I started playing squash in grad school because my dissertation director told me to take up a sport. Squash is a racquet sport of precision, strategy and stamina played by two people on an enclosed court. The ball is smaller than a golf ball, rubber and stubborn. Before you learn to play properly, and on bad days, it is shockingly difficult to get the ball to do anything you want it to do.
Even though I’ve played for well over a decade now, squash remains a second language for me. When you watch players who learned as children, you instantly see the training in their limbs. They move like they were born on squash courts. It’s the difference between learning a language when you’re young and trying to pick it up later by practicing it twice a week.
Squash poses for me what the poet W.B. Yeats called “the fascination of what’s difficult.” It is satisfying to become good at something new and to make incremental advancements over a long period. Like good poetry, squash does have a kind of lyrical grace when played well. And, like a poet, the squash player discovers little things, makes minor adjustments and hoards a store of technical knowledge that makes his or her display appear natural and unpracticed.
In academia, it’s easy to become a walking brain, but when I play squash I am aware that I am a body. On the court, I feel my heart beating and sweat pouring. I can clear my mind and focus on sheer movement, as close, perhaps, as I’ve come as an adult to what Wordsworth called the “glad animal movements” of children.
Squash also reminds me of my limitations. Not only is there always someone better, but injuries remind me that my body is contingent and that ultimately it will fail. Limited by weak lungs, imperfect fitness, insufficient time and less than total drive, I’m probably about as proficient as I will ever be.
The few times I’ve been fortunate enough to get on the court with a professional player, it felt as though the pro was not just more skilled than I was, but enjoyed access to an extra dimension or two. I’m out there trying to draw a straight line with a shaky hand, and the pro is working out some next-level geometries, all strictly non-Euclidian.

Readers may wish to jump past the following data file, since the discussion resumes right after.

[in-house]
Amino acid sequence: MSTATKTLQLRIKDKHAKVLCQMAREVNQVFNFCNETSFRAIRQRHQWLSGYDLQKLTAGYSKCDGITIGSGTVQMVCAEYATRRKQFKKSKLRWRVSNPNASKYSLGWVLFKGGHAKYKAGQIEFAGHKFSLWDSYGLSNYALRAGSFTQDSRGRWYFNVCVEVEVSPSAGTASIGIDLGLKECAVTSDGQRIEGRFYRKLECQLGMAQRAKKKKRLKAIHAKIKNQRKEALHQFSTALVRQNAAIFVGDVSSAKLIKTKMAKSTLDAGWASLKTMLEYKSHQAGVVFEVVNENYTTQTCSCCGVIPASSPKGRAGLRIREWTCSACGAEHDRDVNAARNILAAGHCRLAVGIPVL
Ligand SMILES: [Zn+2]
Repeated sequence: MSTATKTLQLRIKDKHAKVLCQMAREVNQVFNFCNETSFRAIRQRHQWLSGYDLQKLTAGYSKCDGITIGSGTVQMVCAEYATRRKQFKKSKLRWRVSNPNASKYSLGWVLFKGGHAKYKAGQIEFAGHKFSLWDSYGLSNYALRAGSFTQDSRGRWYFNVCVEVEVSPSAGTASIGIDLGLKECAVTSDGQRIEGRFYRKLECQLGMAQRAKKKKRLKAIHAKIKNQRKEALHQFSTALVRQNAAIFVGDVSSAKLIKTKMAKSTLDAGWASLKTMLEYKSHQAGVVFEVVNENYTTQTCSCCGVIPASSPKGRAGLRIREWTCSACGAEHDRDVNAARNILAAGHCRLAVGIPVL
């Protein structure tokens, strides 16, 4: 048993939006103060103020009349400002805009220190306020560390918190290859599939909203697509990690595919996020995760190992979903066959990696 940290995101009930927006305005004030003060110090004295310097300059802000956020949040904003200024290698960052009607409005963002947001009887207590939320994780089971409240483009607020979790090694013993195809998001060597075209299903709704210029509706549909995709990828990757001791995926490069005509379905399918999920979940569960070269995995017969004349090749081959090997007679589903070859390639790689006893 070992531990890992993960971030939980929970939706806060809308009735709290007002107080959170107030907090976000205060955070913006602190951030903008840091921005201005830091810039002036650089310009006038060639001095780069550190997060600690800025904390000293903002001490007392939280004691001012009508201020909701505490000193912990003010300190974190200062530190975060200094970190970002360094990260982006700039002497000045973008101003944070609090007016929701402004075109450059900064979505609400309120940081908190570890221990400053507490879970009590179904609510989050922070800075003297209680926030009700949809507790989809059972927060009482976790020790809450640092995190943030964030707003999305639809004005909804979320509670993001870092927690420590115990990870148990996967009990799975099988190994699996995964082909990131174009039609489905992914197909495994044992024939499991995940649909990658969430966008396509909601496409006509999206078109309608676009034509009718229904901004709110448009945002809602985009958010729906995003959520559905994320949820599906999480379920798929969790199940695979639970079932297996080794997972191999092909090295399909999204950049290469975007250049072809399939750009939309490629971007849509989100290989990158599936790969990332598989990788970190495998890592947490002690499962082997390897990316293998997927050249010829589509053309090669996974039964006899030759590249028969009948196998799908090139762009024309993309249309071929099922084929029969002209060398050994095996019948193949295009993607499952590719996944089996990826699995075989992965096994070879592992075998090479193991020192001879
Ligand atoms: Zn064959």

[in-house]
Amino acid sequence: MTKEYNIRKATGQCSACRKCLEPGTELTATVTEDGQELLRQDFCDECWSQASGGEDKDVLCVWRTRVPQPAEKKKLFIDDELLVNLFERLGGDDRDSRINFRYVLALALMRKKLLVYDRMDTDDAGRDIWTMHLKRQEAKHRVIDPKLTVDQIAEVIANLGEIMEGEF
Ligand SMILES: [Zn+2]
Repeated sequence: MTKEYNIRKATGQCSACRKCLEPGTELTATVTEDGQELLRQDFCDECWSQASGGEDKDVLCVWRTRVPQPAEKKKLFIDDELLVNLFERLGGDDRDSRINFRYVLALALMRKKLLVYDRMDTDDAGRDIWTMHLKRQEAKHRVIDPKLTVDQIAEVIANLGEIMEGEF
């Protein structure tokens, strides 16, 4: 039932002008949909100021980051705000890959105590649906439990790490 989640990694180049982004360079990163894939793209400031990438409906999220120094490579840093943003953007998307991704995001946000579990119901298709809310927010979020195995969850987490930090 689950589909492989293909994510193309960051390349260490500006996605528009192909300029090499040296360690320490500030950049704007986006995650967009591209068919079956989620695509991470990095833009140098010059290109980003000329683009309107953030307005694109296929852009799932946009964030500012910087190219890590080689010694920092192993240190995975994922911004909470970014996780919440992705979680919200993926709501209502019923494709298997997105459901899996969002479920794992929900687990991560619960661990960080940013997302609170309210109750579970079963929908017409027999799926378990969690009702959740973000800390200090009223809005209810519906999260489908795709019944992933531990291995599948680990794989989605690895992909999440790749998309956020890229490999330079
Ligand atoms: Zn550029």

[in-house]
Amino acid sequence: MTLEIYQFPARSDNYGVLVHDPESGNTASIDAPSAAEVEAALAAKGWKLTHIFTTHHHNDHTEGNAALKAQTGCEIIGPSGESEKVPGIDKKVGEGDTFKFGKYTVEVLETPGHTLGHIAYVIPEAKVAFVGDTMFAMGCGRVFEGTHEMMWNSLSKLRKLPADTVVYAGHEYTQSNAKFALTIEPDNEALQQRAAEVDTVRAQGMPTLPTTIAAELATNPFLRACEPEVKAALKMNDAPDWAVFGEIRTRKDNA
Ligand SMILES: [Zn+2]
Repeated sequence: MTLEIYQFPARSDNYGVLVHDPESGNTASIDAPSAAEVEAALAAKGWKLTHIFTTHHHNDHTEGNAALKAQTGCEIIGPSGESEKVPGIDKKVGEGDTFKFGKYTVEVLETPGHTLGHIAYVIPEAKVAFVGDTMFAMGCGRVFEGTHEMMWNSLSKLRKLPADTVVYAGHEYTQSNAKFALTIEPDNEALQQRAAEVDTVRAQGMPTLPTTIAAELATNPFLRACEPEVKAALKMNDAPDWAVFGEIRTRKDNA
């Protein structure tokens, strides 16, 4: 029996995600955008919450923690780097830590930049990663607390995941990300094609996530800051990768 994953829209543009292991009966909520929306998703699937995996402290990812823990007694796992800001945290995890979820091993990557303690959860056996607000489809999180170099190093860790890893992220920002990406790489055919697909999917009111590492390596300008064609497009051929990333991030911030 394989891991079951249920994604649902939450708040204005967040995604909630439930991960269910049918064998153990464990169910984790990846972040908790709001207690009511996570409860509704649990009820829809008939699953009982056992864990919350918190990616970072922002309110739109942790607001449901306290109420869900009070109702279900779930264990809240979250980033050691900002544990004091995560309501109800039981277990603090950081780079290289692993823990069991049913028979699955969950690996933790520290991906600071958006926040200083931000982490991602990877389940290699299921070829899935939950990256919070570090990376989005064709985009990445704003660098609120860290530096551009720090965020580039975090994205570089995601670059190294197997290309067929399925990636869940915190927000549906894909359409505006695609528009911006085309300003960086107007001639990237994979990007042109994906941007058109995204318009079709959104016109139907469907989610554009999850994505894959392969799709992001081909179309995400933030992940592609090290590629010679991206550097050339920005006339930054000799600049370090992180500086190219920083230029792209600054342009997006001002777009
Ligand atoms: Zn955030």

The top professionals are leagues above the regular pros. Their performances have the allure that all elite athletes have for us. Many human dreams have to do with overcoming death and the limitations of our bodies. Elite athletes draw us, in part, because their performances are wish images of what the body can be; they show the thing that those who watch sports never tire of seeing: that the human body can do more than we supposed.
The good and the bad in personality come out on court. The easy-going person will eventually smash his hand against the wall in frustration. The truly generous person will beat you with such magnanimity that you wind up admiring her more for her openhandedness than for the skill with which she wiped the floor with you. The apparently confident player will expose himself as deeply insecure, and you’ll see that he is not just trying to win a game, but also anxiously reassuring himself of his whole precarious standing in the world. Accordingly, I know many of my squash partners better than I do people whom I’ve known off the court for a longer time.
But one comes not just to see the other more clearly, but also the self. I am sometimes forced to confront the elements of myself that I like least, but I’m not going to expose them here. (Nice try, Trinitonian.) The people I play squash with probably know what they are.
Squash friendships are different from other friendships. Players face one another with a frankness seldom found in the social world. It is not really necessary to share the contents of one’s mind or learn a lot about a person’s life or job or family before you know him or her well. And this, for me, leads to camaraderie of a peculiar kind. I feel a special affection for those relative strangers whom I meet once or twice a week, year after year, on the court. It is a fellowship unavailable, perhaps, between mere colleagues, because our labor structures our leisure hours as much as it does the workday. It’s the difference, I guess, between people who work together and those who play freely together.
Finally, for me, squash contains an allegorical image of the existing world as well as a wish image of the better world it is possible to imagine. Under capitalism, we are forced to compete for a limited set of resources that are distributed unequally. Squash, like all capitalist sport, revolves around competition; it is a cultural reflection of an economic ideology. But I understand squash to show something more than this. Unlike tennis, squash players share the same space. Because of this, if you look at it in a certain way, players are not just competing but also performing a dance together. This image not only reminds me that an extraordinary amount of cooperation and sharing goes into what we think of as “competition”; it is also a vision of a better world that inheres within but might also emerge from our own. If we mentally remove the competition from the game when we play or watch it, what is left is an image of gracefully moved bodies. It is a wish image of the body moving (truly) freely that would remain when the constraint of competition is lifted. Of all the reasons I’ve mentioned, it is perhaps best reason to keep playing the game.
David Rando is an associate professor of English.